by Annie Lin
I didn’t learn to knit from my grandmother, even though she was a knitter.
She spent almost every summer in the backyard of our house in suburban Southern California, perhaps because plane tickets out of Taiwan were cheaper then or perhaps because it was a way to escape the humidity of Taipei in July. When she wasn’t weeding the garden or laundering our clothes with a bar of slippery brown soap, she was sitting in a lawn chair next to a plastic bag of green or gray yarn and knitting on long bamboo needles for my grandfather, who usually sat next to her. He would grumble to her about how scratchy the sweaters were, but he also never fail to wear them around the house.
Sometimes I picked up tiny red loops of yarn from the carpet and wondered why these mysterious bits were scattered throughout the house. Later I would realize that these were homemade stitch markers, which my grandmother had fashioned out of a contrasting color of yarn.
Knitting was something that I constantly saw my grandmother do, but it was never something that I considered trying. I could spend hours sewing dresses for my Barbie Doll or baking tiny chocolate cakes in the Easy Bake Oven, but it never occurred to me that I might be able to turn yarn into tiny acrylic doll sweaters or potholders.
Many years later, I was reeling from the heartache of a broken engagement when a friend asked me a surprising question: would I like to learn to knit? I said yes, and she spent an evening patiently guiding me through those first rows of garter stitch. She took me to our local yarn store (ImagiKnit in San Francisco), where I bought a circular needle and a ball of alpaca that was pink and forgivingly pliant. She sent me home with a battered copy of Stitch N Bitch Nation, and after many nights of trial and error, I found myself knitting ceaselessly every night, as if I wanted to cushion every surface, as if I wanted to make myself a soft place to land.
I wanted to talk to my grandmother about knitting, even though I had not seen or even talked to her in nearly a decade. Years ago, my parents had made a bold decision to leave Taiwan and start over in the United States. It was obvious that geography would keep them from seeing their friends and families, but I wondered sometimes if they had any idea of how much cultural and language barriers would further widen the gulf. I had never written a letter to my grandmother before, as I could not write in Chinese. I did not even have her home address or phone number. When my grandmother had cancelled her flight to the United States for the wedding, which of course had been called off, I told my parents that I wanted to visit her in Taiwan.
This was how I ended up waiting nervously outside a rail station in central Taipei. At first, I didn’t recognize the woman who limped toward me with an unfamiliar cane. Her eyes had turned blue with old age, but she gave me a wide grin and pointed to her scarf, which I immediately recognized. It was an Oriole lace shawl, the very first I had ever knitted and that I had asked my mother to mail to her.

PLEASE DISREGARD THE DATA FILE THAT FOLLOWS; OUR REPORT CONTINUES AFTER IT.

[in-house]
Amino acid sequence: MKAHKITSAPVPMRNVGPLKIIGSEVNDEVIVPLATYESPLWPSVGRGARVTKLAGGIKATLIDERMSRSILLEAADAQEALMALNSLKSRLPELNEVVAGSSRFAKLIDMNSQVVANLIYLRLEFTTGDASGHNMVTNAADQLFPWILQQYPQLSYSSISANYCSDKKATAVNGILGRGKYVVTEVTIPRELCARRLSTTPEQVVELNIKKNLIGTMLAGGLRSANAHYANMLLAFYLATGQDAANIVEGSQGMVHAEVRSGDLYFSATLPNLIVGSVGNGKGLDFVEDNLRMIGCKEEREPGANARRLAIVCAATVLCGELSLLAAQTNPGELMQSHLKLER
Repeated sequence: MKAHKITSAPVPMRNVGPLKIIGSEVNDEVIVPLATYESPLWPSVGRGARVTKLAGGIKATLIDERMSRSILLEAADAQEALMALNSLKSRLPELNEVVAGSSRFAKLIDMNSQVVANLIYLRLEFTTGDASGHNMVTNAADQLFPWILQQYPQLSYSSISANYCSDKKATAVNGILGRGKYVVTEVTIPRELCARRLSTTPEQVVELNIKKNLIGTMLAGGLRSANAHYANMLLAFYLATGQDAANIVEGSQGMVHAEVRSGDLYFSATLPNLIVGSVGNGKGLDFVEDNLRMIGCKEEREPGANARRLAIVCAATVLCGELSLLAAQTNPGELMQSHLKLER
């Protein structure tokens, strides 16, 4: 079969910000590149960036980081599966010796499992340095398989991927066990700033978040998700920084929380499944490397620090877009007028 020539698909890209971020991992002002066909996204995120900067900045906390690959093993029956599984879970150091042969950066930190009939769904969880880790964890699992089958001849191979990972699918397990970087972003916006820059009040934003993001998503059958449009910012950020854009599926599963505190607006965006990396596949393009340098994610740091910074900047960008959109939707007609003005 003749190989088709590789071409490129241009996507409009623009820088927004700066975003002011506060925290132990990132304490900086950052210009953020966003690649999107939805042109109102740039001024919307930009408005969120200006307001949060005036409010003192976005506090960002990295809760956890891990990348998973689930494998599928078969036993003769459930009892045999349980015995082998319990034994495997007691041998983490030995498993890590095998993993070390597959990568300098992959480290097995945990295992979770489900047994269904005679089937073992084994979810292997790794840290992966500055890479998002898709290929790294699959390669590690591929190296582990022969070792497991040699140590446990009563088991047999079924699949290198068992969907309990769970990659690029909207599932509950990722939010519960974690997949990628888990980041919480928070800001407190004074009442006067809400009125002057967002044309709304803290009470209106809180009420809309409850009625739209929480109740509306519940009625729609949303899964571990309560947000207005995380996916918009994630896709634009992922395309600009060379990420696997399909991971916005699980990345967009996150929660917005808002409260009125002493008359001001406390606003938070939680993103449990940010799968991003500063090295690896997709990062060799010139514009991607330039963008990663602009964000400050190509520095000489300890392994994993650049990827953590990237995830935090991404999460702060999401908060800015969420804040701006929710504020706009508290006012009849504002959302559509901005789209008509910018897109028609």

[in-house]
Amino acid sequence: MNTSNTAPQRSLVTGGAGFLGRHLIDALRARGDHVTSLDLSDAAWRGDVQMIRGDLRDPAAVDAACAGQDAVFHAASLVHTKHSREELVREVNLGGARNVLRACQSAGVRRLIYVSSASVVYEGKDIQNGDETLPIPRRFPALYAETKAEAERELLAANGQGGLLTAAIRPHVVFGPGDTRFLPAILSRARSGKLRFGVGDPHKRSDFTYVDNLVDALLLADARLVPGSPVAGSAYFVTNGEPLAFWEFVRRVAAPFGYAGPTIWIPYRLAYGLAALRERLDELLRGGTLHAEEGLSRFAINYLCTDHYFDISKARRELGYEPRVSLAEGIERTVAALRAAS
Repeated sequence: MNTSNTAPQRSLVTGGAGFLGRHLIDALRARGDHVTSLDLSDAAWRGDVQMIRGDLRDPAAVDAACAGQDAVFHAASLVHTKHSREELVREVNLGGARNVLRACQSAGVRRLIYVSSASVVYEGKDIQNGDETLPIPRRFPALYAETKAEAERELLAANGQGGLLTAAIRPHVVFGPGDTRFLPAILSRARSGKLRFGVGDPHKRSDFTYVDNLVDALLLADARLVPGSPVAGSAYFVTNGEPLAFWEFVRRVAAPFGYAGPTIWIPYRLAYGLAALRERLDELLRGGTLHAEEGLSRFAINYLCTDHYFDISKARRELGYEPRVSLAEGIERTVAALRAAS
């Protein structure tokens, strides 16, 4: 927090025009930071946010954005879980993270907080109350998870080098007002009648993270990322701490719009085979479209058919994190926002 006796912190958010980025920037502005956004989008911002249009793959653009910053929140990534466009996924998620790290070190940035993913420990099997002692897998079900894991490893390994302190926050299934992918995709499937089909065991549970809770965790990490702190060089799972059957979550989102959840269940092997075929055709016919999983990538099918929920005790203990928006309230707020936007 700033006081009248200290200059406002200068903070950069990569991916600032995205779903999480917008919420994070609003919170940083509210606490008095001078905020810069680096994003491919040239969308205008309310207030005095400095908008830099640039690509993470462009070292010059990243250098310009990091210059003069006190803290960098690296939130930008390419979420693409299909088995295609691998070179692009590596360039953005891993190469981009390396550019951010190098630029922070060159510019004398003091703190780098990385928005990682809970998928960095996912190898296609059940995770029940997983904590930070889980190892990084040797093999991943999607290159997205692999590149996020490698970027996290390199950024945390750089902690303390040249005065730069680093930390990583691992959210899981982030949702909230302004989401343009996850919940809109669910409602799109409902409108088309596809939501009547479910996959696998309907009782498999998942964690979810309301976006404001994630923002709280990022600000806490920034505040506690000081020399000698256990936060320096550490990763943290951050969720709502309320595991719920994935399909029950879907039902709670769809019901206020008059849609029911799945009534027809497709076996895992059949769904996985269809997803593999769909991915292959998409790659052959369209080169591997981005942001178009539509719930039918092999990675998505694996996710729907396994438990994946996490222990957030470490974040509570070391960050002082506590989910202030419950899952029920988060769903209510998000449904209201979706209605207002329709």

The arthritis kept her from walking as well as she used to, but nevertheless she was the one who navigated us from train to shuttle to bus to taxi to bus as we made her way out of the city. The arthritis also kept her from knitting, so she told me that she wanted to give me her needles and her entire stash. Later, at her request, I would carry home a brand new suitcase that barely held all of the yarn: hanks of space-dyed Chinese wool, fine balls of mohair she had bought in Japan, and the rough brown wool from the sweater she had knitted for my grandfather and then washed, unraveled and re-skeined when he died.
On the train, she watched me attempt to unravel ball of yarn and asked me what I was knitting. I told her that I was making a scarf, but that I had managed to tangle one of my last skeins of yarn into hopeless knots. “Give it to me,” she said.
The skyscrapers quietly slipped past us through the window as she worked the tangled knots of yarn with her fingers and told me about how she had learned to knit in school, about how she used to make all of her own clothes, and what it was like to grow up during the war. Our journey on public transit took us from Taipei to the outskirts of the county, and the skyscrapers were eventually replaced by betelnut stands and fields of banana trees that grew in the shadow of electronics factories.
As our train pulled slowly past the famed Grand Hotel, the massive pagoda that stands at the edge of the city, my grandmother handed the yarn back to me, wound in a perfect center-pull ball.
Annie is an entertainment attorney based in San Francisco and a former touring singer-songwriter whose records can surprisingly still be found on iTunes and Spotify. When she’s not knitting or digging through crates of 78s, she helps her mom with the food blog Taiwanese Cooking.